A conclusion drawn by the study of Mr. Jose Maria Tristan Yuvienco, involving Kumusta, an advocacy campaign about depression; is that everyone is vulnerable to depression. He stated further that depression is a common experience to people but varies in duration, causes and types. I believe that every person has its lowest point in his/her life. I had two suicidal thoughts in the past. One was when I was asked to submit my resignation in my job while the second was being incompetent in my graduate studies. I am admitting this one in public not to make my story more dramatic but to break the stigma on mental health. So what made me stand in front of you now? The reasons were to many to enumerate but I’d like to say that the love of my parents and siblings as well as the empathy of my teachers and classmates were the prime reasons. Failing is painful as well as not meeting standards but the ability to cope with from these must be taught to our students.
School has been the training ground of kids for academic development. But, we, as professional teachers, should not only focus on the academic standing of the kids and teens. We should also see their emotional well-being.
We need to see that development should not only be on the grounds of academic achievement but also to emotional fulfilment – a satisfied soul and a sound mental health. Let’s teach kids that one’s fulfillment is much more important than achievement. Let’s teach the kids that success is not solely about being in the honor list or winning competitions; success is maximizing one’s potentials and overcoming one’s limitations. Since losing one’s self-esteem is attached to depression, let’s teach kids that being competent supersedes being competitive.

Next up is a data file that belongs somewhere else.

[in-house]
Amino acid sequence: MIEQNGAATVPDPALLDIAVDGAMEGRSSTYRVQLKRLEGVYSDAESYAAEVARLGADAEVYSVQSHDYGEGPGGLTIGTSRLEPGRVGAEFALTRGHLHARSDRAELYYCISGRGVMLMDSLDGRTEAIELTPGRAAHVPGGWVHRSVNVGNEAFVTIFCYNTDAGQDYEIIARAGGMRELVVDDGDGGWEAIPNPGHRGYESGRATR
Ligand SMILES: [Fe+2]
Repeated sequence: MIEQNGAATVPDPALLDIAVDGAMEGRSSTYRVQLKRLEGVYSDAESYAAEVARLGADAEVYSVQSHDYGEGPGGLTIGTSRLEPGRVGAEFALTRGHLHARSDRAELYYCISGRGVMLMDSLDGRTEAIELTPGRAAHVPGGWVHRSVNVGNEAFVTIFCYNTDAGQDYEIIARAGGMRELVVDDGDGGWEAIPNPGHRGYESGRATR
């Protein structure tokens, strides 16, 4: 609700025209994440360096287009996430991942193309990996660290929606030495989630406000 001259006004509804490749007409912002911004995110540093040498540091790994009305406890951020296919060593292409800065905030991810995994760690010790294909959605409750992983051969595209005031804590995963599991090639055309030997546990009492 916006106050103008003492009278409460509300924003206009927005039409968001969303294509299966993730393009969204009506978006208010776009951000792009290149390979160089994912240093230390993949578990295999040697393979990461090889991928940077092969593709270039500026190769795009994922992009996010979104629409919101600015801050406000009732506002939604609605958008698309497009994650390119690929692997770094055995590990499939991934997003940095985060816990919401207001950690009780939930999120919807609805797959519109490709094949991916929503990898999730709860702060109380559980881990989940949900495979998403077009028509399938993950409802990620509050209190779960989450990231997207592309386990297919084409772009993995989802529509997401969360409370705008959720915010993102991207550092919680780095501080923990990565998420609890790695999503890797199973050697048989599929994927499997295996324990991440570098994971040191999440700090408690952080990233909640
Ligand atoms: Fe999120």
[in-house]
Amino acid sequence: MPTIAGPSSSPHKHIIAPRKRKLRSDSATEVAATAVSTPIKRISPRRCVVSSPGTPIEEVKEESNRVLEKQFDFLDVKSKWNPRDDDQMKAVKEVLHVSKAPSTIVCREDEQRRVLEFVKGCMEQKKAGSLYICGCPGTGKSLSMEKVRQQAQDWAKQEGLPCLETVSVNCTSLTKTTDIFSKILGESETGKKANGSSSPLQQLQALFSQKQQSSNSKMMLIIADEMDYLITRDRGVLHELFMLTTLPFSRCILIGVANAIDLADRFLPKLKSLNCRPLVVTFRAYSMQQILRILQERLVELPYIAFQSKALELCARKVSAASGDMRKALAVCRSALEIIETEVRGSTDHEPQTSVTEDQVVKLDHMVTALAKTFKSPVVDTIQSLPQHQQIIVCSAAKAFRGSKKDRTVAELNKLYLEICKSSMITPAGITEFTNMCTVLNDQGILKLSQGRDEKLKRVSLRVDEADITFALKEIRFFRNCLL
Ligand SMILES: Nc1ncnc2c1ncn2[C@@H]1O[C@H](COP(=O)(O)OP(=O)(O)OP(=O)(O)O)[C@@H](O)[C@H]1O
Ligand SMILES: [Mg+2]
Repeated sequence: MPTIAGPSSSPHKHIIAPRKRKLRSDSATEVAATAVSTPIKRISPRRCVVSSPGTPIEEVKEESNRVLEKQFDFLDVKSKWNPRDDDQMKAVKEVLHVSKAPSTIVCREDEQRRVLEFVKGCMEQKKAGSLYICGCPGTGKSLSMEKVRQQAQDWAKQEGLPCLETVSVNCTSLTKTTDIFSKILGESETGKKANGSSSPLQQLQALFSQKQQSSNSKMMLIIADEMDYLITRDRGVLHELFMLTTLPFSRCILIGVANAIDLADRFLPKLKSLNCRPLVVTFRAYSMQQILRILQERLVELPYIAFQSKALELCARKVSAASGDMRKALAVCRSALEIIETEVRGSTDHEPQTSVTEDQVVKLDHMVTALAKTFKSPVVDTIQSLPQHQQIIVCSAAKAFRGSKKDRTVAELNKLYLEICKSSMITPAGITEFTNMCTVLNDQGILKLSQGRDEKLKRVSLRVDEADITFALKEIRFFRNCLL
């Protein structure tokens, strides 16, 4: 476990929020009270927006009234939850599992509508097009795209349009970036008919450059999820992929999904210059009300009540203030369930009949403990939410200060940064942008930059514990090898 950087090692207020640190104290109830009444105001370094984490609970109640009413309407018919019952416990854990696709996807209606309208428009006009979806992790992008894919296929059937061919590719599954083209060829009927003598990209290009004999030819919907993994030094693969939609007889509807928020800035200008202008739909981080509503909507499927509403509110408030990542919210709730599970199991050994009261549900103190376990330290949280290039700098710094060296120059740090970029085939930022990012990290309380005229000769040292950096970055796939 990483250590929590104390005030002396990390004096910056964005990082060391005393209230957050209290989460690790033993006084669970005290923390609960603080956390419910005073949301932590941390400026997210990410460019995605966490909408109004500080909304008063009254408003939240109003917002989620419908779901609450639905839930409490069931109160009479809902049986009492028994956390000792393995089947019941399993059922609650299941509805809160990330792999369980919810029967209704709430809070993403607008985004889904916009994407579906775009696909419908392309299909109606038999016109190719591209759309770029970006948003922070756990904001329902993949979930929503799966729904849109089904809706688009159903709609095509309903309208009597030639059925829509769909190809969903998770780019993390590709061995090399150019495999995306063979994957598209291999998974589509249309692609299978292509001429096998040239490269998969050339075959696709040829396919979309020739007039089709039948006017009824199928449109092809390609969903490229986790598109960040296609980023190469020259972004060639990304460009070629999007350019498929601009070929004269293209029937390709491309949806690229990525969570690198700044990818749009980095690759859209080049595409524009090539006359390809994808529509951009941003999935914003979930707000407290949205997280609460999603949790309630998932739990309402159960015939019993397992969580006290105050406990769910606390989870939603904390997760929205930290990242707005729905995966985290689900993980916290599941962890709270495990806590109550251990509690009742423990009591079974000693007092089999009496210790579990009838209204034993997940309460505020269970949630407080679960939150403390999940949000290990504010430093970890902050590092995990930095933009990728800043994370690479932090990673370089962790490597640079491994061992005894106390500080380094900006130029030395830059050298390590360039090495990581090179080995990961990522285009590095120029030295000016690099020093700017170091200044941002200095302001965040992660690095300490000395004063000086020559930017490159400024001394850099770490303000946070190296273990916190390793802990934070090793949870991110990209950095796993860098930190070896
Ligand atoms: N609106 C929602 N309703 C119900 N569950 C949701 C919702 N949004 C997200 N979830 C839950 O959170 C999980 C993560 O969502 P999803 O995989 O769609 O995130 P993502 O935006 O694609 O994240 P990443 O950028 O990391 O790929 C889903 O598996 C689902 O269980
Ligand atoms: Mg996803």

The school is, was and will be our second home. We’ve stayed in school for so long as grade school pupils until we’ve decided the path of being in the academe as teachers. As a second home, we should create an atmosphere of positivity in our respective classrooms instead of making it as a pressure cooker. Despite the heavy academic load and saddening news events, we, as teachers and role models, should be ambassadors and ambassadresses of optimism. Kids have different backgrounds; some are in extremes conditions. Some might be coming from broken homes and/or indigent families. Some might be having domestic violence and abuses as breakfast, lunch, and supper. Unfortunately, some might be serving as snacks for the sexual appetite of carnal people. Despite these saddening struggles that cost the mental health of kids and teens, we should transcend to them the optimism that we have. We might never understand the exact situations of our future students but we have the role of helping them. We should highly value the role of helping these kids in seeing the light in the darkness—that there are opportunities in improving one’s condition. Let’s teach our students that no amount of life dramas should exempt them in pursuing their dreams; no amount of pain should hinder kids in reaching their goals; and no amount of challenges should limit them in striving for excellence. We can do that initially by being enthusiastic in teaching them; smiling in the midst of problems; inspiring them through our very own life stories; providing a listening and compassionate heart; and helping them realize that failures are spices of life wherein one really needs in order to grow.